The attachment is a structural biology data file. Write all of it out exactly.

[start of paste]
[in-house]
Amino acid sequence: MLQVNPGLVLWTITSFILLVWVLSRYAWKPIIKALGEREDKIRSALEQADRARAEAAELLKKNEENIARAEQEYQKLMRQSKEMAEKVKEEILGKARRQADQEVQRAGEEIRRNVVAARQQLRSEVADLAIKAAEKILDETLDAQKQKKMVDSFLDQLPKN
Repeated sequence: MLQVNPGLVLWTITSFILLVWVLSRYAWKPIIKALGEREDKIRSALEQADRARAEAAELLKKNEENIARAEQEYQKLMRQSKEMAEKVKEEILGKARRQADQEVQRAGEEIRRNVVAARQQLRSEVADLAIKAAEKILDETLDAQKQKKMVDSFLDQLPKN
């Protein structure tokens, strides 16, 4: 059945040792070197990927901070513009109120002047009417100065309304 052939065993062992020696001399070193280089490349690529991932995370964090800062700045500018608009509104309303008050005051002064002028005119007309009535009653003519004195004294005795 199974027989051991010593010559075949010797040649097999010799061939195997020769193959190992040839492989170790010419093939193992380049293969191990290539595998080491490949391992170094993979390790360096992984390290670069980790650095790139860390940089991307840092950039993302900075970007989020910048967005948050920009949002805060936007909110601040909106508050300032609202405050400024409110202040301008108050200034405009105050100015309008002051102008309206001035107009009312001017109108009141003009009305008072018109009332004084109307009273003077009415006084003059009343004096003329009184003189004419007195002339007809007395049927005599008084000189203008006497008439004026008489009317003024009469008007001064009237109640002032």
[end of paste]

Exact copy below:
[in-house]
Amino acid sequence: MLQVNPGLVLWTITSFILLVWVLSRYAWKPIIKALGEREDKIRSALEQADRARAEAAELLKKNEENIARAEQEYQKLMRQSKEMAEKVKEEILGKARRQADQEVQRAGEEIRRNVVAARQQLRSEVADLAIKAAEKILDETLDAQKQKKMVDSFLDQLPKN
Repeated sequence: MLQVNPGLVLWTITSFILLVWVLSRYAWKPIIKALGEREDKIRSALEQADRARAEAAELLKKNEENIARAEQEYQKLMRQSKEMAEKVKEEILGKARRQADQEVQRAGEEIRRNVVAARQQLRSEVADLAIKAAEKILDETLDAQKQKKMVDSFLDQLPKN
């Protein structure tokens, strides 16, 4: 059945040792070197990927901070513009109120002047009417100065309304 052939065993062992020696001399070193280089490349690529991932995370964090800062700045500018608009509104309303008050005051002064002028005119007309009535009653003519004195004294005795 199974027989051991010593010559075949010797040649097999010799061939195997020769193959190992040839492989170790010419093939193992380049293969191990290539595998080491490949391992170094993979390790360096992984390290670069980790650095790139860390940089991307840092950039993302900075970007989020910048967005948050920009949002805060936007909110601040909106508050300032609202405050400024409110202040301008108050200034405009105050100015309008002051102008309206001035107009009312001017109108009141003009009305008072018109009332004084109307009273003077009415006084003059009343004096003329009184003189004419007195002339007809007395049927005599008084000189203008006497008439004026008489009317003024009469008007001064009237109640002032």